Predicting the Flyers’ Forward Lineup

Even after the Philadelphia Flyers had the biggest offseason the franchise has seen in a decade, there are still some noticeable question marks throughout the lineup. The forward group remained relatively untouched outside of swapping Jake Voracek for Cam Atkinson. It looks like they’ll be banking on some interior options to come through yet again, despite that method having less than stellar results over the last few years.

We all know Alain Vigneault loves to shake up his lines on a fairly regular basis, so it’s possible any combination can happen at any time, but what are the best options on paper for the Flyers to succeed with the lineup as currently constructed?

The biggest pivot point in the lineup is Claude Giroux. He’s one of the only players on the team who can play either wing or center and, as he continues to age and the depth on wing piles up, the question has emerged as to where exactly he’ll start the season.

Giroux at LW

Giroux – Couturier – Konency

Farabee – Hayes – Allison

Van Riemsdyk – Laughton – Atkinson

Lindblom – Laczynski – Aube-Kubel

The first option is keeping Giroux on the top line left wing, a place he’s called home for much of the past four seasons. This seems like the best go-to option in terms of talent and chemistry and the top six looks very familiar. The top line of Giroux, Couturier and Konecny, have been together for a majority of the last few seasons. The trio of Farabee, Hayes and Allison were put together once Allison got recalled to the NHL last season and they immediately formed chemistry. While Laughton at 3C may not be an ideal place for him, being flanked by Van Riemsdyk and Cam Atkinson is a luxury most teams couldn’t afford. It’s a trio that will be very responsible defensively and perfectly capable of handling themselves offensively as well.

Giroux at C

Farabee – Couturier – Konecny

Van Riemsdyk – Hayes – Atkinson

Lindblom – Giroux – Allison

Laczynski – Laughton – Aube-Kubel

A popular theory that has been floated around is moving Claude Giroux back to center and demoting him to the third line in a move that is twofold, it limits Giroux’s minutes as he continues to age, and it coronates Joel Farabee as the team’s top line winger. This move also elevates Lindblom to a more practical middle-six winger role rather than a fourth liner, and he and Giroux developed some decent chemistry when they were put together on the third line late last season. Overall it gives the Flyers reassurances down the middle and a much wider array of options when it comes to divvying up the wingers. If this (or something similar) isn’t the lineup out of the gate, expect it to happen at some point in the not-too-distant future.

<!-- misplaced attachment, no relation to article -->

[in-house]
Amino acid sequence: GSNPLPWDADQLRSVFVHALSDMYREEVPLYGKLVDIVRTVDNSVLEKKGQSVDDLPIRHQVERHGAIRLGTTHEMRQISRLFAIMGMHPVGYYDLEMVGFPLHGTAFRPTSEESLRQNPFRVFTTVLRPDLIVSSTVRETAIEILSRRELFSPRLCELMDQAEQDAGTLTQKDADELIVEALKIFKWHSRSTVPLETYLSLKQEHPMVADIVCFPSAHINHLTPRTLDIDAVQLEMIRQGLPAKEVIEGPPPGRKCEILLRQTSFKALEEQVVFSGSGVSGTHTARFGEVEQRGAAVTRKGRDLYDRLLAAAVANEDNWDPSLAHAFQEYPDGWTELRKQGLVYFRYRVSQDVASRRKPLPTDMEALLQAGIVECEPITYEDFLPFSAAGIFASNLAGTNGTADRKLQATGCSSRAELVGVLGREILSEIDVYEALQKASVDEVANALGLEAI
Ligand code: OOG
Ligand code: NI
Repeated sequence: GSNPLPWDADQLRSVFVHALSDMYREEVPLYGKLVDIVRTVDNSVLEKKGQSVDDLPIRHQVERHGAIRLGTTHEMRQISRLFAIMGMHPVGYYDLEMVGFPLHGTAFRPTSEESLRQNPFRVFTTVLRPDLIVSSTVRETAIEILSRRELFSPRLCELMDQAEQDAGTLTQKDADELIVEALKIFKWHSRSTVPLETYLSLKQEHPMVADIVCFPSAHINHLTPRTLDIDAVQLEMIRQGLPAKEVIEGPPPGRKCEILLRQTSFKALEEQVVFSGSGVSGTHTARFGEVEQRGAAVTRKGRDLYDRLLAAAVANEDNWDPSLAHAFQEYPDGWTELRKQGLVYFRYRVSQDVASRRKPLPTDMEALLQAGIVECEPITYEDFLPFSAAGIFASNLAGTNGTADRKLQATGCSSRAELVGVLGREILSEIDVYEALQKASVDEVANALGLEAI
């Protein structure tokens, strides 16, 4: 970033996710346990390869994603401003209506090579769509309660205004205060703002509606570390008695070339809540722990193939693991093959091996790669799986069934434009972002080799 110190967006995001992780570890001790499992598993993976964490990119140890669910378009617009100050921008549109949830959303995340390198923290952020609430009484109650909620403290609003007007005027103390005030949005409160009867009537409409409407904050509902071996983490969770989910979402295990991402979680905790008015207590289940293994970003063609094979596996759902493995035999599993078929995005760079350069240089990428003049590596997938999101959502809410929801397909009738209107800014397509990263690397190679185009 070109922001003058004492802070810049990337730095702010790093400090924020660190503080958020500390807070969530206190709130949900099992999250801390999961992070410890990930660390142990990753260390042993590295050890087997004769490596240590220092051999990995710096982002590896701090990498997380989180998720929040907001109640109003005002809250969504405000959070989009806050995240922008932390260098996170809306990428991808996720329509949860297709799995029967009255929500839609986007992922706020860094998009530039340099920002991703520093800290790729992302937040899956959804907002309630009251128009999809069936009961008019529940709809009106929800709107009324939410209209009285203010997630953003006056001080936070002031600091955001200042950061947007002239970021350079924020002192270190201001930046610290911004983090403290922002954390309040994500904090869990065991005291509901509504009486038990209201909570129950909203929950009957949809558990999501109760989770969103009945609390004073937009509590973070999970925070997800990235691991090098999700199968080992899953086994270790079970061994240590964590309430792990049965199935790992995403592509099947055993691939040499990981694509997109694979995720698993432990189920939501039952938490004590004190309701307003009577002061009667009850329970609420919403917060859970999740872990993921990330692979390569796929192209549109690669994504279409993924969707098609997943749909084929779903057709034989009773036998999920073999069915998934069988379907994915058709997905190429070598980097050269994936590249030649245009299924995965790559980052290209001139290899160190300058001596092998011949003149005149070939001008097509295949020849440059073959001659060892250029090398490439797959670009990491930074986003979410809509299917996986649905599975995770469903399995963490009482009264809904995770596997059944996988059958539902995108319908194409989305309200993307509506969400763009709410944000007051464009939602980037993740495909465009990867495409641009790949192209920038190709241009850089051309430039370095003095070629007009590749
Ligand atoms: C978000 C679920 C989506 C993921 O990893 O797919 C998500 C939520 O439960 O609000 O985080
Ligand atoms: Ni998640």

Morgan Frost at 3C

The other player that will ultimately decide where things end up shaking out is rookie forward Morgan Frost. The 22-year-old is coming off a season ruined by a shoulder injury and he has only played four periods of hockey since March of 2020. It’s unclear as to whether he will make the roster out of camp, but the glaring hole at third line center may have his name all over it. If he can finally step up and not only claim an NHL spot but succeed in it, it opens many more doors when it comes to the Flyers getting creative in their lineups.

Giroux – Couturier – Konecny

Farabee – Hayes – Allison

Van Riemsdyk – Frost – Atkinson

Lindblom – Laughton – Aube-Kubel

This lineup roles similarly to the first one, but the depth center role gets solidified with Frost at 3 and Laughton at 4. If we’re rolling with the assumption that Frost doesn’t look out of place in the NHL, that gives them four solid lines to deploy, and also the freedom to move players up and down the lineup as Vigneault sees fit. It is also the best way on paper to roll the four best theoretical lines possible.

Morgan Frost at Wing

Giroux – Couturier – Konency

Farabee – Hayes – Frost

Van Riemsdyk – Laughton – Atkinson

Lindblom – Laczynski – Allison

This approach gives Morgan Frost the best chance to succeed in with the Flyers. He’s a playmaker, plain and simple, it’s where his bread will be buttered in the NHL. Removing him from center, and more importantly the bottom six, gives him a chance to put his offense on display without the responsibilities that being a center in the NHL calls for.

If the top line trio stays together, that means Frost will more than likely line up with Joel Farabee, the team’s leading goalscorer last season. Partner Frost’s playmaking abilities with a player that knows how to finish and that transition from the minor leagues to the NHL becomes that much easier for Frost.

It’ll cause some chaos on the right side, but isn’t entirely unprecedented either. When Farabee was a rookie, he was deployed all throughout the lineup. from first to fourth line winger, and with the amount that Vigneault juggles his lineups anyway, there’s no reason to think Wade Allison won’t have a cup of coffee down there at some point anyway. It may no the best option, but catering to Frost and the possible success that comes with it can have positive effects that a messy bottom six won’t cloud the water too badly.

By: Dan Esche (@DanTheFlyeraFan)

photo credit: dailyfaceoff.com / fansided.com / youtube.com

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